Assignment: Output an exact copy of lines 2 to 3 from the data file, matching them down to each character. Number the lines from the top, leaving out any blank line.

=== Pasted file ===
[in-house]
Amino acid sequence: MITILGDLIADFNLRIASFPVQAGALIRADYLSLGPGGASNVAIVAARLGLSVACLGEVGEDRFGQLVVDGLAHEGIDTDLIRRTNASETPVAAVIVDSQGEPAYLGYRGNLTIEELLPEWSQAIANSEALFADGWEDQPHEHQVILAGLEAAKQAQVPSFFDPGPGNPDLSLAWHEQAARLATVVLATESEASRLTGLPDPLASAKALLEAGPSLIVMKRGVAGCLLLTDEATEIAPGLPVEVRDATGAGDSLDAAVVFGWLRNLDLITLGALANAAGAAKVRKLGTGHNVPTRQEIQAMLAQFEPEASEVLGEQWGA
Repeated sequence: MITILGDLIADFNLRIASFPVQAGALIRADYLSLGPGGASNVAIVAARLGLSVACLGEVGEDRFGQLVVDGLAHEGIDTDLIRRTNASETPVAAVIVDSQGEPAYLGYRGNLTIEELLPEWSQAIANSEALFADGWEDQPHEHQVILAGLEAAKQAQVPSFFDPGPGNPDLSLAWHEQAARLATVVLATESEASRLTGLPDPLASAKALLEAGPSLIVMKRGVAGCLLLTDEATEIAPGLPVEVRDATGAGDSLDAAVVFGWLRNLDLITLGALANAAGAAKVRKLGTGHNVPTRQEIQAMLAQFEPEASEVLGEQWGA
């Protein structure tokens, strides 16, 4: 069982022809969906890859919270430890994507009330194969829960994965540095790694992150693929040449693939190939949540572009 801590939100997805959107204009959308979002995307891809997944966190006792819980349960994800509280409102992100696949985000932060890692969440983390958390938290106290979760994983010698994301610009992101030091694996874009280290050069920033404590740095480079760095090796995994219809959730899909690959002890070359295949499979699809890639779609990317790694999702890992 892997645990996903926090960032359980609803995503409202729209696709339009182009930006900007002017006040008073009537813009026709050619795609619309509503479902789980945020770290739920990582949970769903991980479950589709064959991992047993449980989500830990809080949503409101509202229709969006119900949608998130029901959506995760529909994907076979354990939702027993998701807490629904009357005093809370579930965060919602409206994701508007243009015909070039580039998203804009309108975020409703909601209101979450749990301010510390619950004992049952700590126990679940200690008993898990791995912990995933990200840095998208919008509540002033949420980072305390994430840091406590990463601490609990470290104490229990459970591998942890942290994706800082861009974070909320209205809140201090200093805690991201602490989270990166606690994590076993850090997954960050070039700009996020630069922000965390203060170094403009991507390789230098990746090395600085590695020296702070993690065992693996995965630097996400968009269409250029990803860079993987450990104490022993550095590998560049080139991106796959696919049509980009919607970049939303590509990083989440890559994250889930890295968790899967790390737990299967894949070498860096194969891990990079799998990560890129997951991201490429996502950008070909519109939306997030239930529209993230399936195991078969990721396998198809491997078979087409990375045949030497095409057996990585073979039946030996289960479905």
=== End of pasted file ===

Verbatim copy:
Amino acid sequence: MITILGDLIADFNLRIASFPVQAGALIRADYLSLGPGGASNVAIVAARLGLSVACLGEVGEDRFGQLVVDGLAHEGIDTDLIRRTNASETPVAAVIVDSQGEPAYLGYRGNLTIEELLPEWSQAIANSEALFADGWEDQPHEHQVILAGLEAAKQAQVPSFFDPGPGNPDLSLAWHEQAARLATVVLATESEASRLTGLPDPLASAKALLEAGPSLIVMKRGVAGCLLLTDEATEIAPGLPVEVRDATGAGDSLDAAVVFGWLRNLDLITLGALANAAGAAKVRKLGTGHNVPTRQEIQAMLAQFEPEASEVLGEQWGA
Repeated sequence: MITILGDLIADFNLRIASFPVQAGALIRADYLSLGPGGASNVAIVAARLGLSVACLGEVGEDRFGQLVVDGLAHEGIDTDLIRRTNASETPVAAVIVDSQGEPAYLGYRGNLTIEELLPEWSQAIANSEALFADGWEDQPHEHQVILAGLEAAKQAQVPSFFDPGPGNPDLSLAWHEQAARLATVVLATESEASRLTGLPDPLASAKALLEAGPSLIVMKRGVAGCLLLTDEATEIAPGLPVEVRDATGAGDSLDAAVVFGWLRNLDLITLGALANAAGAAKVRKLGTGHNVPTRQEIQAMLAQFEPEASEVLGEQWGA